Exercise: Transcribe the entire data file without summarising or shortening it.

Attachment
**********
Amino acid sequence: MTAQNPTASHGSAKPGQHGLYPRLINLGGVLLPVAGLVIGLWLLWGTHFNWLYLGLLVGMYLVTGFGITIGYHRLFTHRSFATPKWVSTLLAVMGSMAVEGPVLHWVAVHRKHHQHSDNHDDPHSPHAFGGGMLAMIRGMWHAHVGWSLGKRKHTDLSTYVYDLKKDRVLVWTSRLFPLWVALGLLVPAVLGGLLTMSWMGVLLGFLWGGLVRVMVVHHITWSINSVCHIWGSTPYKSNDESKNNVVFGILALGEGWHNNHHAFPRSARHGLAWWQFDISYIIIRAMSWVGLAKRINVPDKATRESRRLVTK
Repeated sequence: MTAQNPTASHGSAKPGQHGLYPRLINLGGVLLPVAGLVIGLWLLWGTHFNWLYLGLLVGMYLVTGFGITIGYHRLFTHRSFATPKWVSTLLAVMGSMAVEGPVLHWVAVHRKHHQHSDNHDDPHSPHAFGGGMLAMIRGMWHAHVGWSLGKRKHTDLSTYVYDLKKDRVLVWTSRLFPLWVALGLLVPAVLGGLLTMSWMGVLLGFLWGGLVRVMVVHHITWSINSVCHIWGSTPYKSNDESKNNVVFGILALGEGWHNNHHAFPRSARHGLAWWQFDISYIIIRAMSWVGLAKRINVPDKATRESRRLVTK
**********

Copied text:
Amino acid sequence: MTAQNPTASHGSAKPGQHGLYPRLINLGGVLLPVAGLVIGLWLLWGTHFNWLYLGLLVGMYLVTGFGITIGYHRLFTHRSFATPKWVSTLLAVMGSMAVEGPVLHWVAVHRKHHQHSDNHDDPHSPHAFGGGMLAMIRGMWHAHVGWSLGKRKHTDLSTYVYDLKKDRVLVWTSRLFPLWVALGLLVPAVLGGLLTMSWMGVLLGFLWGGLVRVMVVHHITWSINSVCHIWGSTPYKSNDESKNNVVFGILALGEGWHNNHHAFPRSARHGLAWWQFDISYIIIRAMSWVGLAKRINVPDKATRESRRLVTK
Repeated sequence: MTAQNPTASHGSAKPGQHGLYPRLINLGGVLLPVAGLVIGLWLLWGTHFNWLYLGLLVGMYLVTGFGITIGYHRLFTHRSFATPKWVSTLLAVMGSMAVEGPVLHWVAVHRKHHQHSDNHDDPHSPHAFGGGMLAMIRGMWHAHVGWSLGKRKHTDLSTYVYDLKKDRVLVWTSRLFPLWVALGLLVPAVLGGLLTMSWMGVLLGFLWGGLVRVMVVHHITWSINSVCHIWGSTPYKSNDESKNNVVFGILALGEGWHNNHHAFPRSARHGLAWWQFDISYIIIRAMSWVGLAKRINVPDKATRESRRLVTK